Page last updated at 07:34 GMT, Friday, 5 September 2008 08:34 UK

Ad prompts surge in organ donors

By Branwen Jeffreys
Health correspondent, BBC News

Scotland's organ donor publicity campaign

A Scottish advertising campaign has led to a huge leap in the number of people signing up to be organ donors.

The Kill Jill TV ad was controversial because of their hard hitting approach, but the government says the results justify the strategy.

But the ad, which was seen by around three million people has been linked to a 300% rise in donor numbers.

The figures emerged as the UK debates how to increase the number of organ donors.

A major issue is whether there is a need to shifting from the current opt-in system for donation to one of presumed consent.


In his first interview since becoming National Clinical Director for Transplantation in England, Chris Rudge has told the BBC that, regardless of whether the law is changed, it is important to press ahead with other changes recommended by a UK-wide Organ Donation Taskforce.

The policy on organ donation and transplant is co-ordinated on a UK-wide basis.

The Kill Jill TV ad however was commissioned by the Scottish Government as part of an additional attempt to increase the number of donors.

Tim Wainwright and John Wynne spent a year at Harefield Hospital, recording the experiences of transplant patients

While polls generally show very high support for donation only a quarter of adults get round to signing up to be a donor.

The Scottish TV ad was first broadcast in March and the figures on its impact have just been released to the BBC.

The ad was seen by more than three million Scottish adults at least once, and the campaign budget was 331,352.

Scottish Health Secretary Nicola Sturgeon, said: "During the course of the campaign there were around 85,000 people signing up in Scotland to be organ donors.

"Now some of them would have signed up anyway but given the numbers it would suggest the campaign accounted for a 300% increase."

The success of the high profile advert is likely to be seized on by those arguing that more effort should be made to improve the current system before considering a radical shift to presumed consent.

Even those personally sympathetic to presumed consent, like Nicola Sturgeon, believe other avenues have to be pursued.


The UK has one of the lowest organ donation rates in the developed world, at 12.9 per million people in the population. The equivalent figure for Spain is more than twice as high at 35.5 per million.

In January, the Organ Donation Taskforce made 14 recommendations, including the creation of a new national network of hospital based transplant co-ordinators partly modelled on the experience of Spain.

In England there are currently around 20 co-ordinators integrated into hospital teams.

The early evidence from these posts suggest many more families are offered the information they need to make a decision on whether to consent to organ donation after the death of their relative.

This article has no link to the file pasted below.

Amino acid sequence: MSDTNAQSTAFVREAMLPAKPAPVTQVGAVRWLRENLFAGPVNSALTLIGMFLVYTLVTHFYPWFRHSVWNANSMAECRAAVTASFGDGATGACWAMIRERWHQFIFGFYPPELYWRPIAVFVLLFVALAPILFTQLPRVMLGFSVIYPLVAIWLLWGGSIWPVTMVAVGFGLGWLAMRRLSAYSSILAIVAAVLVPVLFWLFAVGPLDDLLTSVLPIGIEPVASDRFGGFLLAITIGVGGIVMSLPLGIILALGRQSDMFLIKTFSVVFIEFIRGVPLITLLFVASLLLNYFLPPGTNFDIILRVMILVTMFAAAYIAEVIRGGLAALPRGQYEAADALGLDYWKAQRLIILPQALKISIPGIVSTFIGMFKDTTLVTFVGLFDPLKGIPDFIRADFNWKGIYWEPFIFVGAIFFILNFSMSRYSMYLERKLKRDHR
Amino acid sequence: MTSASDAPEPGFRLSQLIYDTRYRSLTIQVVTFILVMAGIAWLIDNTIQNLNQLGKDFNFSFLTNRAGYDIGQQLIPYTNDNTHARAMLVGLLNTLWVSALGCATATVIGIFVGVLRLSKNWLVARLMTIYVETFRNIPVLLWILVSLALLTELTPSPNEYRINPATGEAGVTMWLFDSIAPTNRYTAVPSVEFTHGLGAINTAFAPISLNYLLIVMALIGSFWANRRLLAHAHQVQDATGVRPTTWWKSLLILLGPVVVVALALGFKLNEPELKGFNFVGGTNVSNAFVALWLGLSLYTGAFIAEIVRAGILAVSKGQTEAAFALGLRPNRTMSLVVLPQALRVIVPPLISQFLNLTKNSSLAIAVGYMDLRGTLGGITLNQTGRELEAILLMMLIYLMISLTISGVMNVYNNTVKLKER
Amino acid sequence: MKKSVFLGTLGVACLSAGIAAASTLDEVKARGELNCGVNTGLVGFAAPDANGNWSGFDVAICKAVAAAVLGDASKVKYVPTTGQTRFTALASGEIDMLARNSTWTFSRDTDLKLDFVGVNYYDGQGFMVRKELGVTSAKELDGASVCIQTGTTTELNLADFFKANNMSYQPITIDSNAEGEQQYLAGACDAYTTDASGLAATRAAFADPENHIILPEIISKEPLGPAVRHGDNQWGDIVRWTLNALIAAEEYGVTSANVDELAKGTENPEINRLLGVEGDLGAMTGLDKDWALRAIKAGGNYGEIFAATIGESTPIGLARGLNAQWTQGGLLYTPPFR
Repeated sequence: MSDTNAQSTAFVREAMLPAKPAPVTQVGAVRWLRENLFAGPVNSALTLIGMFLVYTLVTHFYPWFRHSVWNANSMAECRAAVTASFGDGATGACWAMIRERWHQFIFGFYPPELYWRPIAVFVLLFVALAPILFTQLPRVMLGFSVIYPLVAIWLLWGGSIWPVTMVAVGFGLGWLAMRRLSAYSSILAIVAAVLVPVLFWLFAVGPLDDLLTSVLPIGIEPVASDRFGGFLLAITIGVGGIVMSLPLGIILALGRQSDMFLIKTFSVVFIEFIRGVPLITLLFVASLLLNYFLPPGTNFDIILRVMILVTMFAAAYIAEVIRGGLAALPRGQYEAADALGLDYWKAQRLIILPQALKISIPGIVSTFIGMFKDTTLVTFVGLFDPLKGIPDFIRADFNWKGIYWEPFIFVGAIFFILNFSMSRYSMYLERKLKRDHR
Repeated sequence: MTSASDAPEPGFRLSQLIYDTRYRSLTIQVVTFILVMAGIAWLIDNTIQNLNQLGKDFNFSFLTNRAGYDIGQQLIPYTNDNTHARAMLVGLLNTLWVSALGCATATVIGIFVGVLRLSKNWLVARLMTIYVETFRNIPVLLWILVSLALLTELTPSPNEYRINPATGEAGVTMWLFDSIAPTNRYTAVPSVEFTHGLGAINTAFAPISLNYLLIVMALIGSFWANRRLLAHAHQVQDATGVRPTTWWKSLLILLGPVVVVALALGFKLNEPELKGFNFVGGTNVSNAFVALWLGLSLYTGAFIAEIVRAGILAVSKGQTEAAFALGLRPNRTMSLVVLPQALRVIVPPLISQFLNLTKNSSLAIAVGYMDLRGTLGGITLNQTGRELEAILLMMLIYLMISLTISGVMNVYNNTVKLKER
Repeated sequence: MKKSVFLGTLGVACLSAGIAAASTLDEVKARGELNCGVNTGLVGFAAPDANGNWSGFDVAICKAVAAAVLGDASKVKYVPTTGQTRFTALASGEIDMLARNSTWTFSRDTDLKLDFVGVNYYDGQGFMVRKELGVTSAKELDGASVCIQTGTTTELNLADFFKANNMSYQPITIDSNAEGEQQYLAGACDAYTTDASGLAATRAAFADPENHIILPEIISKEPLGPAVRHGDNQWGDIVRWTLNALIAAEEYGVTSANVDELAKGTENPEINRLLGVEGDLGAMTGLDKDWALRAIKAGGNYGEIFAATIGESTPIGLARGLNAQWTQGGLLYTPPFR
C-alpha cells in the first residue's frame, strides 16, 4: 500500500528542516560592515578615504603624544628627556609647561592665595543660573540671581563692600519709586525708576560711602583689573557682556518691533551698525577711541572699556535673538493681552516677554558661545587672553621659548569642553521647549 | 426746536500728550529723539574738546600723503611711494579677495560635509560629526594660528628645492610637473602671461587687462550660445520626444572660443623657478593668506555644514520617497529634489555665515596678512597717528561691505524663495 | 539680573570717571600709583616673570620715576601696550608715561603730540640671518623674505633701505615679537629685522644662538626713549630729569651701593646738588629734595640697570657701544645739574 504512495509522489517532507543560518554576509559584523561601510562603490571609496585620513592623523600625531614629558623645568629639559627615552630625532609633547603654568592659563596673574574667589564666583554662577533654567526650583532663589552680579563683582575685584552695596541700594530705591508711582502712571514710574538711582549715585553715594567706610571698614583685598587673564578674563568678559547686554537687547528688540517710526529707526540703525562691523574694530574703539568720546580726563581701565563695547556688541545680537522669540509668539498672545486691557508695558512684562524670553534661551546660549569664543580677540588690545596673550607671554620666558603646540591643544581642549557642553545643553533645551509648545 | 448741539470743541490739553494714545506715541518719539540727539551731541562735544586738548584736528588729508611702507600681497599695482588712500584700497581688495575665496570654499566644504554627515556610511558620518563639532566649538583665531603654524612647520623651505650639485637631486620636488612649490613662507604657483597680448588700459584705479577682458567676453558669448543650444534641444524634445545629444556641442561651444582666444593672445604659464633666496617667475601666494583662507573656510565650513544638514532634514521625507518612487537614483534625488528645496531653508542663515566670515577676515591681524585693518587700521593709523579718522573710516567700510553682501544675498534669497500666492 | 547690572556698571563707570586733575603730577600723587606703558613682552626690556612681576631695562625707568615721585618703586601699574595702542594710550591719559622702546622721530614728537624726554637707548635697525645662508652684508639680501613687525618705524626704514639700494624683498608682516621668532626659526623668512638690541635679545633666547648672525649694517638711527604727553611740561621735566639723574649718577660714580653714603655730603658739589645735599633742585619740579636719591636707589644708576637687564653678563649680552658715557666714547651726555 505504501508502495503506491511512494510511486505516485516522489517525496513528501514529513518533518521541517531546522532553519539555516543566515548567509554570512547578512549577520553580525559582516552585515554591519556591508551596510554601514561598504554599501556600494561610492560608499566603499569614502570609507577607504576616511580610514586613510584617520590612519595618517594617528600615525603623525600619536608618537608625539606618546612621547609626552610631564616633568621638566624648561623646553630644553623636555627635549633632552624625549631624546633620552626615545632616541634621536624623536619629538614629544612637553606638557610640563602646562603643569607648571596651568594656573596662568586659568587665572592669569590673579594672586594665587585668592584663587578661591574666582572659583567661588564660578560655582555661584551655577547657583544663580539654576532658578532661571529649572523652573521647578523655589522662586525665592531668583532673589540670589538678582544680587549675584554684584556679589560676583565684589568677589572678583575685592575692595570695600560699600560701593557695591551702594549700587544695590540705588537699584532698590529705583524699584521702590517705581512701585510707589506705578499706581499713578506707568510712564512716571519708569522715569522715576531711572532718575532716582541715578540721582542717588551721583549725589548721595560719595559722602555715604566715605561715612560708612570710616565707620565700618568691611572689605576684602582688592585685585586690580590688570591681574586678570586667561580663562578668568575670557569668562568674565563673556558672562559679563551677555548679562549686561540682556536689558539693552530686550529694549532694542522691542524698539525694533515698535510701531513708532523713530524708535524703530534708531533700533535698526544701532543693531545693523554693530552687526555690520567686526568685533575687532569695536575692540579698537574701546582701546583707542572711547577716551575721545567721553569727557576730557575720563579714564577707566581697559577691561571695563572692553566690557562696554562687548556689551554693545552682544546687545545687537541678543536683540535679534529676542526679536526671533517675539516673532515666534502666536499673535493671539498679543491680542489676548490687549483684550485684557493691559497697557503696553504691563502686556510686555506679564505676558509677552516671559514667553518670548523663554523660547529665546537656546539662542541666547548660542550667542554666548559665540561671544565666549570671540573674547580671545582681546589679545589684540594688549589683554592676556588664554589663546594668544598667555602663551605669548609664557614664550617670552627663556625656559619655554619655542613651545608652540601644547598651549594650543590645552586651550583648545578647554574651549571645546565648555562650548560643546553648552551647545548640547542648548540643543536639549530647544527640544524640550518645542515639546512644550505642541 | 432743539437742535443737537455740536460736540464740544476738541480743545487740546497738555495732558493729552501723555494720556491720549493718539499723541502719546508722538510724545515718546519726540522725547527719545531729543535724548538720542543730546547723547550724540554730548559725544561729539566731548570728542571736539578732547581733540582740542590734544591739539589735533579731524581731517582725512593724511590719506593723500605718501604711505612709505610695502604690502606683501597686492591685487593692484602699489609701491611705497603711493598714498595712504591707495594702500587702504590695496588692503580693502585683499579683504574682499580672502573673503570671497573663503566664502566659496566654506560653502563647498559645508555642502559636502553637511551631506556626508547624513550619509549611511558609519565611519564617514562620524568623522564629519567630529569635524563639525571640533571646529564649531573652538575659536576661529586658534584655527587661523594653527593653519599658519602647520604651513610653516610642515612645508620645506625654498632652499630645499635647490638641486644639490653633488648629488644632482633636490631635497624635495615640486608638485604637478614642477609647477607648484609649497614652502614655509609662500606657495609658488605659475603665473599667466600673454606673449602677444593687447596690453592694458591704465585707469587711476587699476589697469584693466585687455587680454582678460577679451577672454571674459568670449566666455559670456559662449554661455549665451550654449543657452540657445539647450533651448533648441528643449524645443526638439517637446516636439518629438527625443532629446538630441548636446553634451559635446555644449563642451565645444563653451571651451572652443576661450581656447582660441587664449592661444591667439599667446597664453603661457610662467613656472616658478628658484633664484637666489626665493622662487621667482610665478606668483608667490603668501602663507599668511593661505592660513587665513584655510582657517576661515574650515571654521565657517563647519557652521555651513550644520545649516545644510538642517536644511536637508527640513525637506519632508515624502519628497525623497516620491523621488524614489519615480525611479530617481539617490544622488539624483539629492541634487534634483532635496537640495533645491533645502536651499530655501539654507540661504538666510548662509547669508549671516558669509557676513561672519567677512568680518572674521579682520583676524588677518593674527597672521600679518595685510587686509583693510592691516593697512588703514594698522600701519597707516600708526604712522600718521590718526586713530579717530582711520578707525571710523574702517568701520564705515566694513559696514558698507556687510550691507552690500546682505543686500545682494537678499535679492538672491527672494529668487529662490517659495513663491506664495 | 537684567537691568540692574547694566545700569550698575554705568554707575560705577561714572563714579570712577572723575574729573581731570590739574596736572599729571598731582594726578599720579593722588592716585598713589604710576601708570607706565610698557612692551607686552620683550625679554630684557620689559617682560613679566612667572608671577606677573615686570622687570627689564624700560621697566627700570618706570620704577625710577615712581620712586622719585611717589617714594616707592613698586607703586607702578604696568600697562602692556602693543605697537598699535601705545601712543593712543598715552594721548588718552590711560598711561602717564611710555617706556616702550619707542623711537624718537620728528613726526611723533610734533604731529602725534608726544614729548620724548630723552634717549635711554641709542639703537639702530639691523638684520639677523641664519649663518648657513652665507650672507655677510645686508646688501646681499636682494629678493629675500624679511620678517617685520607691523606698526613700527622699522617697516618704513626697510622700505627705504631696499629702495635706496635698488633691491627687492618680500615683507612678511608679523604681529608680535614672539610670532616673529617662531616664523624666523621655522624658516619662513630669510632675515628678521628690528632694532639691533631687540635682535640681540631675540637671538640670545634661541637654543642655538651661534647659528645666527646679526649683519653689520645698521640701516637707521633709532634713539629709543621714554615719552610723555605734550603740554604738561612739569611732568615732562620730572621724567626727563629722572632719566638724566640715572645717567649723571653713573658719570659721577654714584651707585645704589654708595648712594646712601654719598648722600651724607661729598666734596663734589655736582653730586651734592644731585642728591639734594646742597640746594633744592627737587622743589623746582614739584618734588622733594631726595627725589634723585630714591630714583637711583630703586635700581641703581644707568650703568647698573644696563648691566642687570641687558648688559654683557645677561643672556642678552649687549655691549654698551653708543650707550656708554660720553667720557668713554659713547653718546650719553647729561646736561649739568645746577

You could be saying goodbye to someone in the morning and within that day you could be facing very difficult decisions.
Christine Elding, transplant co-ordinator

Christine Elding has been doing the job at the Royal Sussex County Hospital in Brighton for two years, after previously working as a regional co-ordinator.

She's very clear about the advantages of being close at hand when a family of an intensive care patient needs advice.

"These events often are very sudden - you could be saying goodbye to someone in the morning and within that day you could be facing very difficult decisions.

"Having someone based in the hospital means you can be on hand to answer their questions almost immediately they arise."

The hope is that if more relatives are given clear information about organ donation by someone trained to communicate in these circumstances the number agreeing may increase.

This is the best news from the government ever for those like me who need a transplant
Simon, Maidenhead

Increasing the number of hospital based co-ordinators is just one of the measures which will be put in place. Dedicated surgical teams on standby around the clock for organ retrieval are also to be created.

Chris Rudge, who started his new job this week, is charged with putting the taskforce's recommendations into effect.

He hopes the changes will bring about a cultural shift in which organ donation is more widely talked about.

The changes can, he believes, deliver the 50% increase in organ donations over five years envisaged by the taskforce.

So in the light of his optimism where does that leave the next report from the Taskforce on the controversial issue of presumed consent?

Chris Rudge says he doesn't want to pre-empt their work, but makes it clear that the other solutions may be more immediate.

"We need all the infrastructure in place if organ donation is to increase. The law lies above that - and whether we change it or not we'll have to wait and see.

"All the recommendations I'm implementing absolutely need to be in place whether we change the law or not."

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